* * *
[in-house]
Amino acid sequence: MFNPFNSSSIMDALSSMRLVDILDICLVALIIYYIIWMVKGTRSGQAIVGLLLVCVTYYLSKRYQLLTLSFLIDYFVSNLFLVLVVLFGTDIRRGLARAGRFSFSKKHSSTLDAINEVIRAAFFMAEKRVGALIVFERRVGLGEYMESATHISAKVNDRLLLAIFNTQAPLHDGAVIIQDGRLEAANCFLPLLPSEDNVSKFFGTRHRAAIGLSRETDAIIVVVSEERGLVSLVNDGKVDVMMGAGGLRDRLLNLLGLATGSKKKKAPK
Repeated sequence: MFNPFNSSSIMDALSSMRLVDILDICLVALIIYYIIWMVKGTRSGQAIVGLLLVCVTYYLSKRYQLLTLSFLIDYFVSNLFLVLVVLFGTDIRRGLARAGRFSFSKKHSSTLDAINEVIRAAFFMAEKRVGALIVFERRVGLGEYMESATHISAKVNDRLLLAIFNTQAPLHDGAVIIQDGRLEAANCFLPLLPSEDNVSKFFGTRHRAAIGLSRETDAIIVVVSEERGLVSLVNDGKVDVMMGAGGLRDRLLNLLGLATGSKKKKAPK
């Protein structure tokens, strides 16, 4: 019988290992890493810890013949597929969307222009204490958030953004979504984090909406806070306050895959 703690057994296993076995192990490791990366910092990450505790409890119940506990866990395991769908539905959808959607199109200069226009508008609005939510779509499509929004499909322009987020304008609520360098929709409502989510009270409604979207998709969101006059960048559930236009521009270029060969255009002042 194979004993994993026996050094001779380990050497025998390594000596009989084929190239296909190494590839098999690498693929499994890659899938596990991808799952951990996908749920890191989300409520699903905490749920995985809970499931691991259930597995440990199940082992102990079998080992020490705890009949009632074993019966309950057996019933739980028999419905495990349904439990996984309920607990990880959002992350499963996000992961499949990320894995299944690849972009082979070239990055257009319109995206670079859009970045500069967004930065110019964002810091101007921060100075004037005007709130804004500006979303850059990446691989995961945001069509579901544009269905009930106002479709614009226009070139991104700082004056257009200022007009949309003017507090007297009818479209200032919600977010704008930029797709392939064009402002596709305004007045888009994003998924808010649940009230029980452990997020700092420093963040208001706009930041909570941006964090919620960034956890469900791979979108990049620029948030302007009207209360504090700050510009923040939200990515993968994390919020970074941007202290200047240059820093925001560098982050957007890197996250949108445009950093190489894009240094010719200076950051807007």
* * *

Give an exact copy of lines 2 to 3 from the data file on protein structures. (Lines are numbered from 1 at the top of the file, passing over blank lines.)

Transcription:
Amino acid sequence: MFNPFNSSSIMDALSSMRLVDILDICLVALIIYYIIWMVKGTRSGQAIVGLLLVCVTYYLSKRYQLLTLSFLIDYFVSNLFLVLVVLFGTDIRRGLARAGRFSFSKKHSSTLDAINEVIRAAFFMAEKRVGALIVFERRVGLGEYMESATHISAKVNDRLLLAIFNTQAPLHDGAVIIQDGRLEAANCFLPLLPSEDNVSKFFGTRHRAAIGLSRETDAIIVVVSEERGLVSLVNDGKVDVMMGAGGLRDRLLNLLGLATGSKKKKAPK
Repeated sequence: MFNPFNSSSIMDALSSMRLVDILDICLVALIIYYIIWMVKGTRSGQAIVGLLLVCVTYYLSKRYQLLTLSFLIDYFVSNLFLVLVVLFGTDIRRGLARAGRFSFSKKHSSTLDAINEVIRAAFFMAEKRVGALIVFERRVGLGEYMESATHISAKVNDRLLLAIFNTQAPLHDGAVIIQDGRLEAANCFLPLLPSEDNVSKFFGTRHRAAIGLSRETDAIIVVVSEERGLVSLVNDGKVDVMMGAGGLRDRLLNLLGLATGSKKKKAPK